Small towns in Texas are using aggressive ticketing strategies on speeding drivers to raise revenue for their budgets. The Houston Chronicle analyzed traffic stop and ticketing numbers reported to the Texas Commission on Law Enforcement to identify which Texas police departments’ officers pulled over the most drivers. Small towns situated on busy high-speed thoroughfares where speed limits quickly dropped and departments with fewer than a dozen officers were characteristic of the state’s most aggressive traffic enforcers.
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- In 2019, Texas was amongst the country’s top states with communities whose budgets depended heavily on collecting traffic fines.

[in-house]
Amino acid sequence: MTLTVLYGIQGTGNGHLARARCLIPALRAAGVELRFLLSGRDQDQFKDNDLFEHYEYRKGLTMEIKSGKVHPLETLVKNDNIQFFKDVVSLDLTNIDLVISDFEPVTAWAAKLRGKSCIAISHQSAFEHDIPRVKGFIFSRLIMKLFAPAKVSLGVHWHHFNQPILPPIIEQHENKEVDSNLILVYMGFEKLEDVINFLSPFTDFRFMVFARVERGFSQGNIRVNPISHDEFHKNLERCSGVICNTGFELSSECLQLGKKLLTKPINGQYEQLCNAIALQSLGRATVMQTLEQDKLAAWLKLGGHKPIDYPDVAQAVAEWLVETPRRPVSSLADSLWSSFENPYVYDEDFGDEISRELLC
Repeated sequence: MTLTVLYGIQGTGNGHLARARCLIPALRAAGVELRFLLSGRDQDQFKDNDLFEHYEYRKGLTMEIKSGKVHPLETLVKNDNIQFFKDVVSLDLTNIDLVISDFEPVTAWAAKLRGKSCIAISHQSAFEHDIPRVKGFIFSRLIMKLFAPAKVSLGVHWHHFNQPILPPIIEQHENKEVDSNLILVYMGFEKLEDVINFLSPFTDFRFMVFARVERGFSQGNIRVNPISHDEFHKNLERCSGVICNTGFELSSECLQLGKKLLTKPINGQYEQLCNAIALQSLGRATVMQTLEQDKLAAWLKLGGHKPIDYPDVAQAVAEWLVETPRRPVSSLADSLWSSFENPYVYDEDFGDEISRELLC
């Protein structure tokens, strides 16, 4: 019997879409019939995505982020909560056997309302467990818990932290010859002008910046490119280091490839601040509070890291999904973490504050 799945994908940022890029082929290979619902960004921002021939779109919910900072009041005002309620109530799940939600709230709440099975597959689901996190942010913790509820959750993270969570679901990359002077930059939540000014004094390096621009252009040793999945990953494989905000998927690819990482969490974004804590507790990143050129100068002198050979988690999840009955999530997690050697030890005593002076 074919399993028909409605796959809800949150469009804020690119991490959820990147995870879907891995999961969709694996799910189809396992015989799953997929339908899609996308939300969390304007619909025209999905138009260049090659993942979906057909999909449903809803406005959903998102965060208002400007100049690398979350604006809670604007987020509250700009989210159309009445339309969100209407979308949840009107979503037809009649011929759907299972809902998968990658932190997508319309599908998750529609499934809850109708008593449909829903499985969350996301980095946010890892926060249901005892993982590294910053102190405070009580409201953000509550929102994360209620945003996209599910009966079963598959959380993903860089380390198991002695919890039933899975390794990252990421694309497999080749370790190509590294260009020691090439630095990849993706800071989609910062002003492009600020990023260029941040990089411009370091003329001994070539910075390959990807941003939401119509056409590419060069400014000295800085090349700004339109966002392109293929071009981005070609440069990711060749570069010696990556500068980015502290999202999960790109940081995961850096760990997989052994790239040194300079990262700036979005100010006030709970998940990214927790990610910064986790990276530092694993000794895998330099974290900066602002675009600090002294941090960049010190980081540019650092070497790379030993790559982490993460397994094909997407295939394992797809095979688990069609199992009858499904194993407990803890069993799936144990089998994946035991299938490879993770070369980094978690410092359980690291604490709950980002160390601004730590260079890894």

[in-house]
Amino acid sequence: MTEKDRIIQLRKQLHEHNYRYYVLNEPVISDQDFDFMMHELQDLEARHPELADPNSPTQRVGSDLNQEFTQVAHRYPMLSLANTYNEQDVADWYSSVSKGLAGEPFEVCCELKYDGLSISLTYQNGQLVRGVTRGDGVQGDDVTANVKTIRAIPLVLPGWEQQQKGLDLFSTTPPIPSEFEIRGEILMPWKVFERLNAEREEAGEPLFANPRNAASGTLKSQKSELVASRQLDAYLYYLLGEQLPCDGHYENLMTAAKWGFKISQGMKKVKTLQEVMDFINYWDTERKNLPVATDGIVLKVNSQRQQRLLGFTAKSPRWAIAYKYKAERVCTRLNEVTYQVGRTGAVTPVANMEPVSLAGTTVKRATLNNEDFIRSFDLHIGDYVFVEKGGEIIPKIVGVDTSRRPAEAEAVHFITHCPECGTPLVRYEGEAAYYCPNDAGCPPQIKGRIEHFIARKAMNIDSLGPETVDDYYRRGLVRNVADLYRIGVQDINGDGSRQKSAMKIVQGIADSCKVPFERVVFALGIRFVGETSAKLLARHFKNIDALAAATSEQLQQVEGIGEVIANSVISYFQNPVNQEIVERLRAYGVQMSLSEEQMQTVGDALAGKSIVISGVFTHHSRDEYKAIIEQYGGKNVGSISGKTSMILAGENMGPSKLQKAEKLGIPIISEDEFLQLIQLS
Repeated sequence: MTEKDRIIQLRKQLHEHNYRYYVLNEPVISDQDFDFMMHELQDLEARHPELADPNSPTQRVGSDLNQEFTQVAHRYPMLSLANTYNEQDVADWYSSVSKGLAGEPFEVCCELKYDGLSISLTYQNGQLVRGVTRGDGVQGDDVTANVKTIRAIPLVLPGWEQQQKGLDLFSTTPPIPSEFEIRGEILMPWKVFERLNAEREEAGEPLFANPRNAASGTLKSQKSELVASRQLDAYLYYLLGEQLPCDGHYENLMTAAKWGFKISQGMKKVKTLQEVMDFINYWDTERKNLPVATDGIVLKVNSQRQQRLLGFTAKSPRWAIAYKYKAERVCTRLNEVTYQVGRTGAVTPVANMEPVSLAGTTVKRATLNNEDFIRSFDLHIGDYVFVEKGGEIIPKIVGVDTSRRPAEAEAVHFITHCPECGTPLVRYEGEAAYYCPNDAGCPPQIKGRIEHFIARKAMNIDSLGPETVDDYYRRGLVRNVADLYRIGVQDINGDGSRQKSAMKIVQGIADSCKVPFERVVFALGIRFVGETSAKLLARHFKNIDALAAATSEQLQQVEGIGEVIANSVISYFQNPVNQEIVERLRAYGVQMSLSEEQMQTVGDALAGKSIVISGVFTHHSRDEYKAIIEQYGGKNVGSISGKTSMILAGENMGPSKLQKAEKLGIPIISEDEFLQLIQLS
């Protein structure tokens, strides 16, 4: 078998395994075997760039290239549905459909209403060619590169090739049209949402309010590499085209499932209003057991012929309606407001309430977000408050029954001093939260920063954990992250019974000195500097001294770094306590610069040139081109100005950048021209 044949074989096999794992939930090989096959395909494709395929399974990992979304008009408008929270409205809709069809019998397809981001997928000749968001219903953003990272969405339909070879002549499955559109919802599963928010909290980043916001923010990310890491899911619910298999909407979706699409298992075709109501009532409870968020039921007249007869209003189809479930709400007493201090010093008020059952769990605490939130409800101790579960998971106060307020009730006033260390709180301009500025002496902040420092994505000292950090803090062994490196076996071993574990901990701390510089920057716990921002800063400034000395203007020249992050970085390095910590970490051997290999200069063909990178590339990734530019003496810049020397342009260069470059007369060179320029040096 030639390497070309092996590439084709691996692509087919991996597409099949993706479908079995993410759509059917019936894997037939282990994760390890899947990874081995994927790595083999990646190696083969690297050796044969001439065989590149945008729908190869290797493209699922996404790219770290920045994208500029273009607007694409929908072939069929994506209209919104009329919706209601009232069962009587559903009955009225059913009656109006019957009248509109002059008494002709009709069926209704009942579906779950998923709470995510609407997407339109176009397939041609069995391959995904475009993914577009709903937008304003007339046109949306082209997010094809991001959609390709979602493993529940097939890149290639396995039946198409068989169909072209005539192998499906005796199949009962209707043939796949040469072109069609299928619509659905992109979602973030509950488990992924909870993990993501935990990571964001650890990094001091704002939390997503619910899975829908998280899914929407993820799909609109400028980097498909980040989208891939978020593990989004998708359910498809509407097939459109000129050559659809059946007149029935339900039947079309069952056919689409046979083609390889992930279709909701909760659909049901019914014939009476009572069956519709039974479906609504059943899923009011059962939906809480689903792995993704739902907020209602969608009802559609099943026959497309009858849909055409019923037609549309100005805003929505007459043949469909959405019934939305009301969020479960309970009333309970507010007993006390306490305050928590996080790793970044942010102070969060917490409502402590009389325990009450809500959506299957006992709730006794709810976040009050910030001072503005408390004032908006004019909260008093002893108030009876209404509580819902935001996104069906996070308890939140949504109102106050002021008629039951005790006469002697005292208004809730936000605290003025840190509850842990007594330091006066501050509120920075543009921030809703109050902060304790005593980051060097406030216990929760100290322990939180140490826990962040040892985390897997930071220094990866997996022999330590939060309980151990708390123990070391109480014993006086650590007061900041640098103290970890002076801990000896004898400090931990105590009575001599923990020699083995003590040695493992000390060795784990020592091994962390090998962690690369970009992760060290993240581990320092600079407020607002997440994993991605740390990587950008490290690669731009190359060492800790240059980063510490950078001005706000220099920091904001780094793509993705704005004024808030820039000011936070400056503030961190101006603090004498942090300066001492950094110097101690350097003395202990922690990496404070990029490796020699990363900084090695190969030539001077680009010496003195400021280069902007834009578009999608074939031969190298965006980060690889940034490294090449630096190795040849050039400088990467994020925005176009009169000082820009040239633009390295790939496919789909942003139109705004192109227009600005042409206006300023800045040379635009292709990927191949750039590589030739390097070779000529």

- In 2020, the city of Corrigan was amongst the most aggressive enforcers in Texas; the town’s 12 police officers pulled over 8,100 motorists – 600 per officer. Officers averaged more than 500 stops a year in only .04 percent of the cities analyzed.
- The money the city of Palmer collected from fines made up 40% of its 2019-2020 general funds.
- The city of Lott raised $651,251 from municipal court fines, which is equal to over a third of its general fund.
- In Riesel, 87 percent of motorists who were stopped in 2020 drove away with a ticket. These tickets made up over 50 percent of the town’s general fund.
- To curb aggressive ticketing, Texas prohibits towns with less than 5,000 people from using radars. Municipalities that generate more than 20 percent of their annual revenue from speed enforcement must report their earnings; if it rises above 30 percent, the extra must be turned over to the state.
- Although setting ticketing quotas is illegal in Texas, officers said they recently faced consequences if they didn’t cite enough drivers for traffic violations.
Author(s): St. John Barned-Smith and Eric Dexhemer
Publication: Houston Chronicle